Ordinarily, I'd look at a market like sugar and start thinking of odds — you know, probabilities. I see the basing at the 14-cent level after sugar's plunge from 30 cents and wonder, "How likely is it that prices will head lower and how do those odds stack up against the chances of a rally?"
I ask these questions because I want to weigh the benefits of using options against futures, or proxies such as exchange-traded funds or notes. Making money in the nuanced environment of options depends heavily on correctly assessing odds and volatilities, both past and future.
Next to the absolute price of the underlying asset, volatility is the most critical factor in evaluating an option's worth. But there's an important thing to note about volatility: Measured as a standard deviation in returns, volatility rises as the price of the option's underlying asset falls. Not surprisingly, volatility declines as asset prices climb.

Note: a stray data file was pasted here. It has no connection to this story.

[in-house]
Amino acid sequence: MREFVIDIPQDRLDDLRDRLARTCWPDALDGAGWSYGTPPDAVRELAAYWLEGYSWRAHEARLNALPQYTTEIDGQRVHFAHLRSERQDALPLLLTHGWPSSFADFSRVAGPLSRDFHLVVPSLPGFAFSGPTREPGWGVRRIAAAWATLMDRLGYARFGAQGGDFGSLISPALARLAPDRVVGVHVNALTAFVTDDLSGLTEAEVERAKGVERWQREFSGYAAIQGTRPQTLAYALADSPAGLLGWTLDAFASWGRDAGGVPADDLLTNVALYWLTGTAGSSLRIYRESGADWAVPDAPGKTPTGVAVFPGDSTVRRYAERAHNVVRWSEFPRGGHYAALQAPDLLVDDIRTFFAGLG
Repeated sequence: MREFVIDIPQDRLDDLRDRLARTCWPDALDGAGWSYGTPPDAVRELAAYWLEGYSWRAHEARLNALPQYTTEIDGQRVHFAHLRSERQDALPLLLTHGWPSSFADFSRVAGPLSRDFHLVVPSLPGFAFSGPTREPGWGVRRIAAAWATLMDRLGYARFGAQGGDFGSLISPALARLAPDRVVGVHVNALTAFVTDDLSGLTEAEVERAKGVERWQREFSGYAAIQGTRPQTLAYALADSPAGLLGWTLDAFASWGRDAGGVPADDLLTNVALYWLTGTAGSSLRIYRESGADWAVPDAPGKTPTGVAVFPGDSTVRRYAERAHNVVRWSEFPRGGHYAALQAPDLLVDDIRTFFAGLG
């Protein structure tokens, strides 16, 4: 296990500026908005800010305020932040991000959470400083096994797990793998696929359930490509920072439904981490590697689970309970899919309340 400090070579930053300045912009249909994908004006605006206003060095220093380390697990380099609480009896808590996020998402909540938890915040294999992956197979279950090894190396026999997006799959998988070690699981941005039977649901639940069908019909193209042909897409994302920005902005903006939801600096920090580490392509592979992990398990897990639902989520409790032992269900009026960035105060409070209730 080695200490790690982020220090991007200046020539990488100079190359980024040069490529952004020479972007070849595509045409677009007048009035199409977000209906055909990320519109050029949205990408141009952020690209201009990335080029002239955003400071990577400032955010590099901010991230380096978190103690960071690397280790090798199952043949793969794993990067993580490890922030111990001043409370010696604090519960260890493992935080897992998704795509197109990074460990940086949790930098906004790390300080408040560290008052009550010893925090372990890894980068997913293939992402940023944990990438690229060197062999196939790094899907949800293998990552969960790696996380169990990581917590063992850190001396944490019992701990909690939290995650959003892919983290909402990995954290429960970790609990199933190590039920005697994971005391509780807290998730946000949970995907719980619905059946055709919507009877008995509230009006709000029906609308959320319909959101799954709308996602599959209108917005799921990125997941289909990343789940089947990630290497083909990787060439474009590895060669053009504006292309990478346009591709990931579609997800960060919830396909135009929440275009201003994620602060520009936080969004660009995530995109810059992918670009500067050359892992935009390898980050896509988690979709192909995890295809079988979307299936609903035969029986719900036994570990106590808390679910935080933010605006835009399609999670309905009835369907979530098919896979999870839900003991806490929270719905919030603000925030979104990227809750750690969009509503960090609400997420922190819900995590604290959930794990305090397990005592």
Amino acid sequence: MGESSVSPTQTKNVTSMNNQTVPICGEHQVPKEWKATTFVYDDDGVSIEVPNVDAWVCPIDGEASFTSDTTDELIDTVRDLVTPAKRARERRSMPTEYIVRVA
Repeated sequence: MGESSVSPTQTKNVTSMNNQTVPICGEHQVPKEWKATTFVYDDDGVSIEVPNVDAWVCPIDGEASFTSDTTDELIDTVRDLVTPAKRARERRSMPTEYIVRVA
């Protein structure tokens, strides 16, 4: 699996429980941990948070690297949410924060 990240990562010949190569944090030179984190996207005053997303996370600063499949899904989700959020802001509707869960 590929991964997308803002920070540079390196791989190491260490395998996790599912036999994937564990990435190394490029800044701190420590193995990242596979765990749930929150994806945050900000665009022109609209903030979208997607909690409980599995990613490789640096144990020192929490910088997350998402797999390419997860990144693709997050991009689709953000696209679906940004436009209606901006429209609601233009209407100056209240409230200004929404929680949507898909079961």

Now look at sugar's price chart. Its steep decline has inflated sugar option premiums. Option costs — volatility-wise — are the fattest they've been in two years, which makes me chary of buying the things.
ICE/NYBOT Sugar (Weekly)
If I were looking for a bounce in sugar prices — and sugar does look ripe for a little upside here — the rich call premiums would be a headwind for a purchase. Selling premiums here could make some sense, but the returns are limited and the risks are relatively high.
No, if I were going to take a chance here on sugar, more staying power is needed, as well as less volatility expense. This makes a case for the iPath Dow Jones-UBS Sugar Total Return Subindex ETN (NYSEARCA:SGG).
Spot sugar was deeply oversold at its May bottom of 13 cents, and is now trading through the 14-cent level. Bulls would be greatly encouraged if sugar could close above its 10-day moving average — now at 14.77 cents. An intermediate objective for bulls would be a retracement level of the February-May decline at 17.10 cents. Support for spot sugar is at last Wednesday's low of 13.82 cents.
For the iPath note, the bull-comforting close needs to be above $41.55, which could set a course for the $45.50-$45.55 level. Near-term support is at $38.90.
Disclosure: No positions